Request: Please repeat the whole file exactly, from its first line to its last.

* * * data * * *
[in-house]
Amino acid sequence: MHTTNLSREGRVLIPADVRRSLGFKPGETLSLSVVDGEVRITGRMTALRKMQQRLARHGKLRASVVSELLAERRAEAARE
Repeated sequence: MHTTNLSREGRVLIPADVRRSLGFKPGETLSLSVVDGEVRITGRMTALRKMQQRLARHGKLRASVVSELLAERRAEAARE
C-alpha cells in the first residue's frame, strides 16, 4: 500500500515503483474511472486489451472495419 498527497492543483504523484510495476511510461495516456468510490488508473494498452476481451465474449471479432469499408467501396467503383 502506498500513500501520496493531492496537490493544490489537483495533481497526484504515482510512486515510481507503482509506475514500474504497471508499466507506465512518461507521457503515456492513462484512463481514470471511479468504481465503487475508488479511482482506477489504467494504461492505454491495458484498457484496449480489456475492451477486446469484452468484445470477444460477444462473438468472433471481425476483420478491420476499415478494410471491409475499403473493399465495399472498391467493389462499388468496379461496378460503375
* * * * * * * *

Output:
[in-house]
Amino acid sequence: MHTTNLSREGRVLIPADVRRSLGFKPGETLSLSVVDGEVRITGRMTALRKMQQRLARHGKLRASVVSELLAERRAEAARE
Repeated sequence: MHTTNLSREGRVLIPADVRRSLGFKPGETLSLSVVDGEVRITGRMTALRKMQQRLARHGKLRASVVSELLAERRAEAARE
C-alpha cells in the first residue's frame, strides 16, 4: 500500500515503483474511472486489451472495419 498527497492543483504523484510495476511510461495516456468510490488508473494498452476481451465474449471479432469499408467501396467503383 502506498500513500501520496493531492496537490493544490489537483495533481497526484504515482510512486515510481507503482509506475514500474504497471508499466507506465512518461507521457503515456492513462484512463481514470471511479468504481465503487475508488479511482482506477489504467494504461492505454491495458484498457484496449480489456475492451477486446469484452468484445470477444460477444462473438468472433471481425476483420478491420476499415478494410471491409475499403473493399465495399472498391467493389462499388468496379461496378460503375